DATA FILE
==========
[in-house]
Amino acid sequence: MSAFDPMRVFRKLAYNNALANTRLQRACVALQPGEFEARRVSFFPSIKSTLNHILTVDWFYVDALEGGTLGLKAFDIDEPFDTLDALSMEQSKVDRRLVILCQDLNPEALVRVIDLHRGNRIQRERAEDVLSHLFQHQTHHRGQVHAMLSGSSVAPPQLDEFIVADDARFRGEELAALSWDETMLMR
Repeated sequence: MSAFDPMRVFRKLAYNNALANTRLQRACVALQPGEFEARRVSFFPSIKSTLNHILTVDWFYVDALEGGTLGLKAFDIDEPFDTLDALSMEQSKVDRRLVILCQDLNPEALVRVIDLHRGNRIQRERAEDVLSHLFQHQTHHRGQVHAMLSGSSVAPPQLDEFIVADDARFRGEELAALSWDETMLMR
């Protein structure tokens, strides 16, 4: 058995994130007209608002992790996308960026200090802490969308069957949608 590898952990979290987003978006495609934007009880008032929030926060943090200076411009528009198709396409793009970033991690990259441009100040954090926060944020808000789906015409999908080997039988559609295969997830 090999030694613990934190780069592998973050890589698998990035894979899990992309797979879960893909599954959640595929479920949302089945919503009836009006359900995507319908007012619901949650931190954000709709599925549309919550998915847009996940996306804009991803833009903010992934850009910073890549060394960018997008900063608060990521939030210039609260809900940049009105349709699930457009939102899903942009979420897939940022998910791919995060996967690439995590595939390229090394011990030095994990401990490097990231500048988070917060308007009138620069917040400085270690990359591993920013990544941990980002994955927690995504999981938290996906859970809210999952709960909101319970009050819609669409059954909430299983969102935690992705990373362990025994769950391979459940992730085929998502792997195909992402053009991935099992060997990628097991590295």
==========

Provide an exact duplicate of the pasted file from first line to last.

[in-house]
Amino acid sequence: MSAFDPMRVFRKLAYNNALANTRLQRACVALQPGEFEARRVSFFPSIKSTLNHILTVDWFYVDALEGGTLGLKAFDIDEPFDTLDALSMEQSKVDRRLVILCQDLNPEALVRVIDLHRGNRIQRERAEDVLSHLFQHQTHHRGQVHAMLSGSSVAPPQLDEFIVADDARFRGEELAALSWDETMLMR
Repeated sequence: MSAFDPMRVFRKLAYNNALANTRLQRACVALQPGEFEARRVSFFPSIKSTLNHILTVDWFYVDALEGGTLGLKAFDIDEPFDTLDALSMEQSKVDRRLVILCQDLNPEALVRVIDLHRGNRIQRERAEDVLSHLFQHQTHHRGQVHAMLSGSSVAPPQLDEFIVADDARFRGEELAALSWDETMLMR
């Protein structure tokens, strides 16, 4: 058995994130007209608002992790996308960026200090802490969308069957949608 590898952990979290987003978006495609934007009880008032929030926060943090200076411009528009198709396409793009970033991690990259441009100040954090926060944020808000789906015409999908080997039988559609295969997830 090999030694613990934190780069592998973050890589698998990035894979899990992309797979879960893909599954959640595929479920949302089945919503009836009006359900995507319908007012619901949650931190954000709709599925549309919550998915847009996940996306804009991803833009903010992934850009910073890549060394960018997008900063608060990521939030210039609260809900940049009105349709699930457009939102899903942009979420897939940022998910791919995060996967690439995590595939390229090394011990030095994990401990490097990231500048988070917060308007009138620069917040400085270690990359591993920013990544941990980002994955927690995504999981938290996906859970809210999952709960909101319970009050819609669409059954909430299983969102935690992705990373362990025994769950391979459940992730085929998502792997195909992402053009991935099992060997990628097991590295």